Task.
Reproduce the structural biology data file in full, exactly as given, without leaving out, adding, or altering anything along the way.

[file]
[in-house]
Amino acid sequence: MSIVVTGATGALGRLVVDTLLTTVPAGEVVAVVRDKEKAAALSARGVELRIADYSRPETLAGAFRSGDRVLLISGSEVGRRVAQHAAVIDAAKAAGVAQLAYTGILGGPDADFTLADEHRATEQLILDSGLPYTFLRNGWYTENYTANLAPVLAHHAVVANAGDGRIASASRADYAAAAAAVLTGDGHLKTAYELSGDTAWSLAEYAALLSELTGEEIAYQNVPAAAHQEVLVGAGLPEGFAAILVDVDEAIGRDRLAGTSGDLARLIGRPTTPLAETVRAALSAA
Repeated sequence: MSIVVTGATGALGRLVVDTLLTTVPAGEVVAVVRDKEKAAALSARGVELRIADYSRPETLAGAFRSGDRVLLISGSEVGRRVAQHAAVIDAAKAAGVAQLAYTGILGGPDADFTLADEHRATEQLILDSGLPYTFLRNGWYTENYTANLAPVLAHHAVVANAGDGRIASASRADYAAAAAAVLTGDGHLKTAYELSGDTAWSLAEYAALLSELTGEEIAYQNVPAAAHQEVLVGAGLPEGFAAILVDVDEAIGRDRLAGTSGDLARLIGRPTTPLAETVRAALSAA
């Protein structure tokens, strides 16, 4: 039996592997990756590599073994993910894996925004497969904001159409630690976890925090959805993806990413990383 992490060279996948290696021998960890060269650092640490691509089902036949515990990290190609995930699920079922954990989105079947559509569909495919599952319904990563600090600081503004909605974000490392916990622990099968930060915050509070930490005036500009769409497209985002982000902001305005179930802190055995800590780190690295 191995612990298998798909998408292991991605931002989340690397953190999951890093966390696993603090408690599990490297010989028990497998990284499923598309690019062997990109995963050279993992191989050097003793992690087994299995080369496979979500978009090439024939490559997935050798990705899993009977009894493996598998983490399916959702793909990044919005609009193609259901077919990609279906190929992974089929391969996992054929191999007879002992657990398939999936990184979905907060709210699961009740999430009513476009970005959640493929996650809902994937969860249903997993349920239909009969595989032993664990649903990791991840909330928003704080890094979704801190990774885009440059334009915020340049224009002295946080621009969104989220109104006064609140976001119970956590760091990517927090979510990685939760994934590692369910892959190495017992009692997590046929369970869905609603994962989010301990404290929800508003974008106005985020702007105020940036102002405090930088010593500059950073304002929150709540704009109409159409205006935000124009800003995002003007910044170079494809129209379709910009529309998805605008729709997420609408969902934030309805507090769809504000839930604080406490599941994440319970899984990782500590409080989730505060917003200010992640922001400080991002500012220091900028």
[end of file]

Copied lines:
[in-house]
Amino acid sequence: MSIVVTGATGALGRLVVDTLLTTVPAGEVVAVVRDKEKAAALSARGVELRIADYSRPETLAGAFRSGDRVLLISGSEVGRRVAQHAAVIDAAKAAGVAQLAYTGILGGPDADFTLADEHRATEQLILDSGLPYTFLRNGWYTENYTANLAPVLAHHAVVANAGDGRIASASRADYAAAAAAVLTGDGHLKTAYELSGDTAWSLAEYAALLSELTGEEIAYQNVPAAAHQEVLVGAGLPEGFAAILVDVDEAIGRDRLAGTSGDLARLIGRPTTPLAETVRAALSAA
Repeated sequence: MSIVVTGATGALGRLVVDTLLTTVPAGEVVAVVRDKEKAAALSARGVELRIADYSRPETLAGAFRSGDRVLLISGSEVGRRVAQHAAVIDAAKAAGVAQLAYTGILGGPDADFTLADEHRATEQLILDSGLPYTFLRNGWYTENYTANLAPVLAHHAVVANAGDGRIASASRADYAAAAAAVLTGDGHLKTAYELSGDTAWSLAEYAALLSELTGEEIAYQNVPAAAHQEVLVGAGLPEGFAAILVDVDEAIGRDRLAGTSGDLARLIGRPTTPLAETVRAALSAA
């Protein structure tokens, strides 16, 4: 039996592997990756590599073994993910894996925004497969904001159409630690976890925090959805993806990413990383 992490060279996948290696021998960890060269650092640490691509089902036949515990990290190609995930699920079922954990989105079947559509569909495919599952319904990563600090600081503004909605974000490392916990622990099968930060915050509070930490005036500009769409497209985002982000902001305005179930802190055995800590780190690295 191995612990298998798909998408292991991605931002989340690397953190999951890093966390696993603090408690599990490297010989028990497998990284499923598309690019062997990109995963050279993992191989050097003793992690087994299995080369496979979500978009090439024939490559997935050798990705899993009977009894493996598998983490399916959702793909990044919005609009193609259901077919990609279906190929992974089929391969996992054929191999007879002992657990398939999936990184979905907060709210699961009740999430009513476009970005959640493929996650809902994937969860249903997993349920239909009969595989032993664990649903990791991840909330928003704080890094979704801190990774885009440059334009915020340049224009002295946080621009969104989220109104006064609140976001119970956590760091990517927090979510990685939760994934590692369910892959190495017992009692997590046929369970869905609603994962989010301990404290929800508003974008106005985020702007105020940036102002405090930088010593500059950073304002929150709540704009109409159409205006935000124009800003995002003007910044170079494809129209379709910009529309998805605008729709997420609408969902934030309805507090769809504000839930604080406490599941994440319970899984990782500590409080989730505060917003200010992640922001400080991002500012220091900028």